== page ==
Dean A
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Joined: Mon Mar 20, 2017 5:17 am

Soil Fertility

Can anyone tell me the best way to increase the fertility of my garden soil organically?

Thank you!!!!!

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ElizabethB
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Location: Lafayette, LA

Re: Soil Fertility

Hi Dean,

Welcome to the forum.

What nutrients are lacking in you soil? If you have not had a soil test done you do not know what nutrients are lacking, how much is lacking or what is needed to correct the deficiencies. What you intend to grow also impacts what is needed.

Members can not give you a good answer without the basic information provided by a soil test.

Get in touch with your County Extension Office and find out their procedures for soil testing then have the test done. Post again once you have the results.

You will get many very helpful replies.

Good luck
Elizabeth - or Your Majesty

Living and growing in Lafayette, La.

When weeding, the best way to make sure you are removing a weed and not a valuable plant is to pull on it. If it comes out of the ground easily, it is a valuable plant. ~Author Unknown

imafan26
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Location: hawaii, zone 12a 587 ft elev.

Re: Soil Fertility

I agree with soil testing. Most labs will give you synthetic recommendations. If you want organic, ask for it.
Happy gardening in Hawaii. Gardens are where people grow.

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rainbowgardener
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Re: Soil Fertility

But in the long run, how you increase the fertility of your soil organically is to keep feeding it lots of organic materials. All the compost you can make and keep your soil well mulched all the time. I use a green/brown mix for mulch just like I do for the compost pile: fall leaves + grass clippings, pulled weeds + shredded paper, etc. I think it breaks down faster that way, doesn't mat down, and it is a complete soil food. Keep adding more as it breaks down. If you are really working on enriching your soil, you can add well aged, composted manure a few weeks before you plant and at the end of the season.

Since I don't buy any commercial additives, I don't bother with soil tests - wouldn't change what I do anyway. Nitrogen is the most transient of the nutrients, so the one you most need to focus on when you are doing it my way.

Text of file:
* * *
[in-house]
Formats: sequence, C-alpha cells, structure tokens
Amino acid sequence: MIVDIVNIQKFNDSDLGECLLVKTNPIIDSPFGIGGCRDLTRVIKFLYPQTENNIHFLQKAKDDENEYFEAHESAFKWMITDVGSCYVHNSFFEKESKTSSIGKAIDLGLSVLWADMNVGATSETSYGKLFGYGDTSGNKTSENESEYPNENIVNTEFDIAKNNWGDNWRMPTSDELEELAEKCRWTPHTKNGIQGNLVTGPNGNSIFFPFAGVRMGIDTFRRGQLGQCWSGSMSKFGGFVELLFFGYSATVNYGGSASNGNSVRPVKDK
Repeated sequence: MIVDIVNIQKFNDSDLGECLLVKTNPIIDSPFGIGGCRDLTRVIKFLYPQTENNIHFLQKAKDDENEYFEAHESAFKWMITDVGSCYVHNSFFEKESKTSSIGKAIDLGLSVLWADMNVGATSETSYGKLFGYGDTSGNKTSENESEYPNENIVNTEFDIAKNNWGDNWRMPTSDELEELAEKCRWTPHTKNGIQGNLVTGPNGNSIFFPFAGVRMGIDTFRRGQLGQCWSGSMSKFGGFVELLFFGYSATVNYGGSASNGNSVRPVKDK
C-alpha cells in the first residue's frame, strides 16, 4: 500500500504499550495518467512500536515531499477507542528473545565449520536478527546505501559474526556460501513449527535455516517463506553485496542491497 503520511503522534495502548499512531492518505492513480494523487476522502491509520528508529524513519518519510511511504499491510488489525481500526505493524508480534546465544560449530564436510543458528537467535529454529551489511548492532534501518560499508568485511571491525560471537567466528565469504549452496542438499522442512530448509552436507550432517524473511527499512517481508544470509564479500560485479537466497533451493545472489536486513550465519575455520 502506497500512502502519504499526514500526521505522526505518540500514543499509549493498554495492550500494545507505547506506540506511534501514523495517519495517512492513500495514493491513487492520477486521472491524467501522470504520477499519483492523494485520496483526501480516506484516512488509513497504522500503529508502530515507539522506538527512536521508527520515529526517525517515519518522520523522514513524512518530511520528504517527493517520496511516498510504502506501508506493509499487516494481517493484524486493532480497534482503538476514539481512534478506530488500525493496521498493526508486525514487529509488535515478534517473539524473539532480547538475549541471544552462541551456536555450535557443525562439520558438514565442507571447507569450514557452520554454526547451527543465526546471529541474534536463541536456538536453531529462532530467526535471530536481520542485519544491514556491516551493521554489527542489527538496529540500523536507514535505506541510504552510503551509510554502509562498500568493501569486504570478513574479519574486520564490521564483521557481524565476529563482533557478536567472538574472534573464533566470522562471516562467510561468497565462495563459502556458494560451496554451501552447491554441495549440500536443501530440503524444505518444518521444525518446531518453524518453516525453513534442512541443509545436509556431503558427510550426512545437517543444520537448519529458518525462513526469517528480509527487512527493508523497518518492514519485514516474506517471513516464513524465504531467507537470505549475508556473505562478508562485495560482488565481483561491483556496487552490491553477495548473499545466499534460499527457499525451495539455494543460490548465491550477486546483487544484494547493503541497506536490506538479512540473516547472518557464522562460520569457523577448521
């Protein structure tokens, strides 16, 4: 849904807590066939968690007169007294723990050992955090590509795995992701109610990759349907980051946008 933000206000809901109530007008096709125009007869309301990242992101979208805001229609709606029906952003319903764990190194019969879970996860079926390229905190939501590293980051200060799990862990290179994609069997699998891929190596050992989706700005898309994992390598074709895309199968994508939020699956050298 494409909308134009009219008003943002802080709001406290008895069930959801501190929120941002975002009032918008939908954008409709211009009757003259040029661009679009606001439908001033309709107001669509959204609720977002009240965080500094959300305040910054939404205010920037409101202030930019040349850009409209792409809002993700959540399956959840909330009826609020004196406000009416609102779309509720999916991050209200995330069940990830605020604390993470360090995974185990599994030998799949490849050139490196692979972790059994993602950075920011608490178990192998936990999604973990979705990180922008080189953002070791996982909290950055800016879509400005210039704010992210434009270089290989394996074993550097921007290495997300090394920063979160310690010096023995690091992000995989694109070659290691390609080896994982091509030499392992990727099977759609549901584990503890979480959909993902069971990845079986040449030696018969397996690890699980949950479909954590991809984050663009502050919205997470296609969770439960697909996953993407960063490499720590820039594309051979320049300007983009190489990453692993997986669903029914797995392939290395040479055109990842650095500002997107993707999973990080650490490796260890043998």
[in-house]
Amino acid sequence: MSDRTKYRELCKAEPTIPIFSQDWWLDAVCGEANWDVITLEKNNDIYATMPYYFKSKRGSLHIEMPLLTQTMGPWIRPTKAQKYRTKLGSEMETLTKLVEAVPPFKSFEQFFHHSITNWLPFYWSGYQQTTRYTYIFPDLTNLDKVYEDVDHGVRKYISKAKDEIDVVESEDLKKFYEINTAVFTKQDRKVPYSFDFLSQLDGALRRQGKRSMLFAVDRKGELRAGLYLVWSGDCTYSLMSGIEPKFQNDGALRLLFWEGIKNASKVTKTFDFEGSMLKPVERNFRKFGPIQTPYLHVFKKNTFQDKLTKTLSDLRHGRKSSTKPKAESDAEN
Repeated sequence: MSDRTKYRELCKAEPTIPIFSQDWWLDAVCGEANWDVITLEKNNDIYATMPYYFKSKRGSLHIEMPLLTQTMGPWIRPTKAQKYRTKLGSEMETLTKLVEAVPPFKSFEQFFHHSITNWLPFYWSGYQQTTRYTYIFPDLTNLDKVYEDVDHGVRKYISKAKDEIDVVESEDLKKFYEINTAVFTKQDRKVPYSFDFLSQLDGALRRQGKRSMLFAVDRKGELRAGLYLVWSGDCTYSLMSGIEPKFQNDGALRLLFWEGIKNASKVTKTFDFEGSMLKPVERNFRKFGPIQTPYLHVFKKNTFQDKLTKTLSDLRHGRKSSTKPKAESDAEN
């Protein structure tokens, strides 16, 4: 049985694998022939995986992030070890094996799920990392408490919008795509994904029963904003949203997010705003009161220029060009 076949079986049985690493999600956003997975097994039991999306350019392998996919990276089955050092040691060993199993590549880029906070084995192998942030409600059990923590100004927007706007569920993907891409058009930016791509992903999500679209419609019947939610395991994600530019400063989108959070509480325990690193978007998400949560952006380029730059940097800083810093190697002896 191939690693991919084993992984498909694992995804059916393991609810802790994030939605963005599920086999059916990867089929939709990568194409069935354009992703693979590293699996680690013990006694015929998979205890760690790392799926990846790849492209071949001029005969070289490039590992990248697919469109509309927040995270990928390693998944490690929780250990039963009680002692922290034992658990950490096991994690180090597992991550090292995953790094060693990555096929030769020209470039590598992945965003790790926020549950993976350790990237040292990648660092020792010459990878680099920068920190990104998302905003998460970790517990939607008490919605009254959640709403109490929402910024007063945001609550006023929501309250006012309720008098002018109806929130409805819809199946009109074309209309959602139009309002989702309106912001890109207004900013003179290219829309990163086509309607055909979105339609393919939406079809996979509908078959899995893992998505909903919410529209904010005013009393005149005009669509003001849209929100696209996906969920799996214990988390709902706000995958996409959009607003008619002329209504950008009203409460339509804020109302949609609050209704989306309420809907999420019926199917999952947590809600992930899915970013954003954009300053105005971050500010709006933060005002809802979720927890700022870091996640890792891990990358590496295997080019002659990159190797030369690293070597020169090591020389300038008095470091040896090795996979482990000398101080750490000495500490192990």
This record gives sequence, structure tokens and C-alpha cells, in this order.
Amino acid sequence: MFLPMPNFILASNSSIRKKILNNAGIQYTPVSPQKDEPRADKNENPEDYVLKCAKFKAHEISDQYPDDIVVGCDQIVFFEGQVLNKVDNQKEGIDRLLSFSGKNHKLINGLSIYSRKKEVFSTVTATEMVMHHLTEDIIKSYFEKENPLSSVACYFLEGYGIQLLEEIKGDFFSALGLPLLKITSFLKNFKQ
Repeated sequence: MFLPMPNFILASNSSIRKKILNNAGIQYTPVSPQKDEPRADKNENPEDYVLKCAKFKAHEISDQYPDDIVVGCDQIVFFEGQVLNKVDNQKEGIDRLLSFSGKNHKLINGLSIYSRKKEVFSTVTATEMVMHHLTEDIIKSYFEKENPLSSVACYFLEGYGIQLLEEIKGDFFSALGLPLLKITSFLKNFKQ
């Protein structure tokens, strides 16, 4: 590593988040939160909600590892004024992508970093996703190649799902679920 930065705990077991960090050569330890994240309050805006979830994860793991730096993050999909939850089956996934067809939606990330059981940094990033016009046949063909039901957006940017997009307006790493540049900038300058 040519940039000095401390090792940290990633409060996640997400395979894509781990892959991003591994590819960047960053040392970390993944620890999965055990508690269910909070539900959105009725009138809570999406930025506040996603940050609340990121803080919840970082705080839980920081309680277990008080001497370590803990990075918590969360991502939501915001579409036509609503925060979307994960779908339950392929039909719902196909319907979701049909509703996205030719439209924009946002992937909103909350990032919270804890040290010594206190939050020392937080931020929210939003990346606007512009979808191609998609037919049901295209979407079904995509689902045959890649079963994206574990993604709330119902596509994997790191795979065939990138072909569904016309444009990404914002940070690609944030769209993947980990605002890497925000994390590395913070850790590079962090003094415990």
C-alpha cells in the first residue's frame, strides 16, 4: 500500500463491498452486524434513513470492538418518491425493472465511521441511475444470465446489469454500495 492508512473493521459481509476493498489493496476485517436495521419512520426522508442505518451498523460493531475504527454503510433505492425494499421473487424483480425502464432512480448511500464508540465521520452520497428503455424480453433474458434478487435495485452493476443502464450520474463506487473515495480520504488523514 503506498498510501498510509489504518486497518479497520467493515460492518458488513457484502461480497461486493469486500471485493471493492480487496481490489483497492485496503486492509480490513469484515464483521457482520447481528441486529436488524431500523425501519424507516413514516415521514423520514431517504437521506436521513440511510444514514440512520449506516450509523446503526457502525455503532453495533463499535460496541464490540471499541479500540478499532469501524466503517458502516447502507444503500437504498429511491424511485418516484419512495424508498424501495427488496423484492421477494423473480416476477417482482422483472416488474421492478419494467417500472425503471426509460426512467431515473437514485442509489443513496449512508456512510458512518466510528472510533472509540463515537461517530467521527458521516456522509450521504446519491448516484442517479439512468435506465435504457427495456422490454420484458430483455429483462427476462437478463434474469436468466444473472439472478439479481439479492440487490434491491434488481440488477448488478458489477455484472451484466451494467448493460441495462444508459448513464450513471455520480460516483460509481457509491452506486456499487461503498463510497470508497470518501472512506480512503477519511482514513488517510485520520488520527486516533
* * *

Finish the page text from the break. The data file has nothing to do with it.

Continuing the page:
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imafan26
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Location: hawaii, zone 12a 587 ft elev.

Re: Soil Fertility

Compost is always good to add to any soil but you can go overboard with anything and throw things out of balance. You can add too much fertilizer or add too much alkaline compost, pot ash, phosphorus, or manure to the point where it can leach and be harmful to the environment and imbalance your soil. You should only add what you need, more is not better. If you start with a good soil then you can add mostly just compost. Compost improves water retention and helps to retain soil nutrients but in itself it does not contain a lot of nutrients. What is does do is provide a good environment to support the soil web. Plants take out nutrients at different rates and that is one reason for using different successive crops that scavenge excess nutrients or use different ones. Like corn and beans or corn and cabbage.

All compost is not created equal. If you have a multi source compost that is good but you want to limit compost made from a single source like forest products. I have clay soil and it holds a lot of water in the rainy season. There can be too much compost when large amounts of compost is added to clay. The combination keeps the soil too wet for too long especially in the rainy season.
Happy gardening in Hawaii. Gardens are where people grow.

Aury Nathil
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Re: Soil Fertility

In order to improve the soil fertility add manures for nitrogen, tap chicken power to mix organic materials into the soil, plant cover crops. These methods will help in improving the fertility of soil. Avoid the use of pesticides and insecticides and add organic manure.

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